the 1920's scientists Oparin
and Haldane theorized that given a planet like the early
Earth, with a reducing atmosphere (ie one with no oxygen), high
UV radiation, and the basic chemical elements, then it might be
possible to create organic molecules from inorganic precursors.
In 1953 Miller
tested their predecessors' ideas with a famous experiment that
they said simulated those conditions. Sure enough it worked.
They mixed water vapor, hydrogen, methane and ammonia and passed
high-energy electrical discharges through the "soup". Within
a few days they had made several organic compounds and amino acids
- the building blocks of life. The experiments were modified
and repeated and many chemicals, including all the twenty amino
sugars and the purine and
pyramid-like bases of nucleic acids. If oxygen gas
was added, however, the processes failed.
the experiment, which is now sometimes repeated in school laboratories,
did show that the basic organic compounds that are necessary building
blocks for life could be easily synthesized from elementary materials
and "natural" conditions. Having the building blocks, though,
is a long way from having the building! Imagine the building blocks
of life as a tub of Lego parts, with life itself represented by
a model that you may be able to build from the parts - a dune-buggy,
make the dune-buggy you need to undertake a series of very precise
steps selecting parts in the right order, orientating them, and
then slotting them into place. Creating a living entity is
a similar process, as far as we understand. But we only have
a vague idea of how to fit the parts together, at least from first
principles. All we are able to do is the equivalent of shaking
the tub of Lego and tipping it out on the floor, hoping a dune-buggy
may spontaneously appear. And how likely is that? There
is virtually no chance at all.
nature, there is a solution to the dune-buggy problem. It
is DNA. The DNA is both the
plan and the means of issuing orders to make the "dune-buggy"
of life. But take away the instructions and nature
is back to "tipping the tub", just as it was before the
first life appeared. The big mystery of life is not how
it is assembled, but how did the first set of assembly instructions
come into being, apparently in a dumb Universe without intelligent
the initial euphoria, the Miller-Urey experiment took us no further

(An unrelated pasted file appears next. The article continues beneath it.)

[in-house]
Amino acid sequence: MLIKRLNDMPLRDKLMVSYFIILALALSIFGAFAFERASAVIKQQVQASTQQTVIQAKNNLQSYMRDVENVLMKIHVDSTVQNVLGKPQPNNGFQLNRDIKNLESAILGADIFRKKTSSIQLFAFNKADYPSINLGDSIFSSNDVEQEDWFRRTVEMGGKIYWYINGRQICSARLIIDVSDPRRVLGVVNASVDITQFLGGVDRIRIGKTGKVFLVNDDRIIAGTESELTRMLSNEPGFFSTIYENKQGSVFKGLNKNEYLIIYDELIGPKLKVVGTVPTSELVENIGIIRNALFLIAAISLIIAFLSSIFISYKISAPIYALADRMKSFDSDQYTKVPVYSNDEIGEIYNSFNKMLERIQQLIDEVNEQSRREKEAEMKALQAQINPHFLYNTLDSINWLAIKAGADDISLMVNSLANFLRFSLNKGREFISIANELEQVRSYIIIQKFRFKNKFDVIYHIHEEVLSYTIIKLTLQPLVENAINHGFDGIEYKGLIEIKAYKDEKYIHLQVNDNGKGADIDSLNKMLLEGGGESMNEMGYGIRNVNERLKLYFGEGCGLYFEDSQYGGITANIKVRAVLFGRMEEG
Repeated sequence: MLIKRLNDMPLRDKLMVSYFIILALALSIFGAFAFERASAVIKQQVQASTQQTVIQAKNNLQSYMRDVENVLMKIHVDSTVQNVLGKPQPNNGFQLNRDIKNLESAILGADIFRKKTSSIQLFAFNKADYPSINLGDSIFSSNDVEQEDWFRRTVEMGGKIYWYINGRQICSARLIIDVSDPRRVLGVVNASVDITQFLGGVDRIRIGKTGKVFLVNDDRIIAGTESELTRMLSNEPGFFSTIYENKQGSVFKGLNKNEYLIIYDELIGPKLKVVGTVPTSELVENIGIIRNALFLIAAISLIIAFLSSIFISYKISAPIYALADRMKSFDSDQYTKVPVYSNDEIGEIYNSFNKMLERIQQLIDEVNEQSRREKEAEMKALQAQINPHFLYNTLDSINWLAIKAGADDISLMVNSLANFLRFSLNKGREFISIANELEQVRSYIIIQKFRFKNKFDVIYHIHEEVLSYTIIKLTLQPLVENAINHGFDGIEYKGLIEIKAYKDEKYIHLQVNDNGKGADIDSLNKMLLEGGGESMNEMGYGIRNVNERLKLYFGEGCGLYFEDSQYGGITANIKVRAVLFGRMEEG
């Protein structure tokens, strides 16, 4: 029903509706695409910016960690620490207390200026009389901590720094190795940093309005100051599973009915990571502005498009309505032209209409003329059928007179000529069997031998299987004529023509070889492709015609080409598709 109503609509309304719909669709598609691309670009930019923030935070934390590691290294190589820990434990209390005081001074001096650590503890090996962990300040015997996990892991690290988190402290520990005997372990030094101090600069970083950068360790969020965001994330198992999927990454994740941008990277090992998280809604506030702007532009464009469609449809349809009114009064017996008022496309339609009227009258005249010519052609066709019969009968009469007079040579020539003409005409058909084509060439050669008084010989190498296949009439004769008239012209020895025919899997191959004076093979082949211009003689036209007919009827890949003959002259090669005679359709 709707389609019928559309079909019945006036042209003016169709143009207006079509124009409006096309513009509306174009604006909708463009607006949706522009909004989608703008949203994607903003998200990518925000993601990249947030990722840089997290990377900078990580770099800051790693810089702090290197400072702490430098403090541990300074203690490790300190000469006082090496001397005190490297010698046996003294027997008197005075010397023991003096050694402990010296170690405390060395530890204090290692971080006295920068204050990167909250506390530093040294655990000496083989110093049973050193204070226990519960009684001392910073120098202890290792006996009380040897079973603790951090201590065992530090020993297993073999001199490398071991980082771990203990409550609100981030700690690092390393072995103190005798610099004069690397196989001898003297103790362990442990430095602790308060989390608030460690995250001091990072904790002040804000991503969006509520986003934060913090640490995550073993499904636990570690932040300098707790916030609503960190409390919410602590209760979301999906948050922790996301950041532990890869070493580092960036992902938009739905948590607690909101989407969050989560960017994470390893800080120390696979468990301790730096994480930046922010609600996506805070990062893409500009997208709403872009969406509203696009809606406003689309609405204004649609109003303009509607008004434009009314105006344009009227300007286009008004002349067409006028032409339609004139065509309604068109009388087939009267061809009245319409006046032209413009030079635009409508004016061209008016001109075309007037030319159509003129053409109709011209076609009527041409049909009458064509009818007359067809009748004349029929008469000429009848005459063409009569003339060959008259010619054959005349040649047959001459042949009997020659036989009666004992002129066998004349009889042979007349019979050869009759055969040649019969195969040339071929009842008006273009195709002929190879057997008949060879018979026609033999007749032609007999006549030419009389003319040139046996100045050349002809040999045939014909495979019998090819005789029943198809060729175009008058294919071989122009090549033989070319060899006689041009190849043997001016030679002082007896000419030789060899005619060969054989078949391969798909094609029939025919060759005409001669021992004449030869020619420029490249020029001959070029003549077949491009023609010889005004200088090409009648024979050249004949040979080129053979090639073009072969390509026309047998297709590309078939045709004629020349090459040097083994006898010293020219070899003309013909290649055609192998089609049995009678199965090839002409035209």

than repeating that very question in our quest to understand how
life came about. It was, and remains, a long way from giving
us the answer to the origin of life and the means to create it
from first principles.
the 1980's ideas about the early Earth had changed and the Miller-Urey
experiment was considered irrelevant. It no longer represented
the conditions of the early Earth, according to the new theories.
However now Miller and Urey's experiment is being revived, not
in its original form, but in a form that mimics conditions that
are thought to exist in deep space.
from Deep Space
Members of the Laboratory Astrophysics Group, at NASA Ames, are
researching the origins of life in deep space: the team
and some of their apparatus. © NASA,
work by a team
of scientists led by Lou
Allamandola at NASA Ames Research Center at San Jose, has
shown how such compounds may form from basic elements and molecules
in interstellar space. He and his colleagues
created a vacuum chamber, cooled it to a very low temperature
of 10 K above absolute zero - typical of interstellar space -
and released into it some minute gaseous quantities of water,
hydrogen, nitrogen, oxygen, and carbon-monoxide, along with some
grains of sand - SiO2.
coronene (C24H12) Molecule - One of the molecules
produced. © NASA, 1999
They bombarded this with ultraviolet light and to their amazement,
within a short time new and complex chemicals had formed around
the silicate grains. These included ketones, formaldehyde,
polycyclic aromatic hydrocarbons
(PAH), ammonia, methane,
methanol, alchohols of various kinds, poly-oxymethylenes and dozens
of other highly complex organic chemicals - some of which were unknown
and had no name!
was most surprising, though, was the fact that the chemical residues
formed into vesicles similar to those found in the Murchison
meteorite by David
Deamer. The vesicles created in the vacuum chamber
have some interesting and significant characteristics. One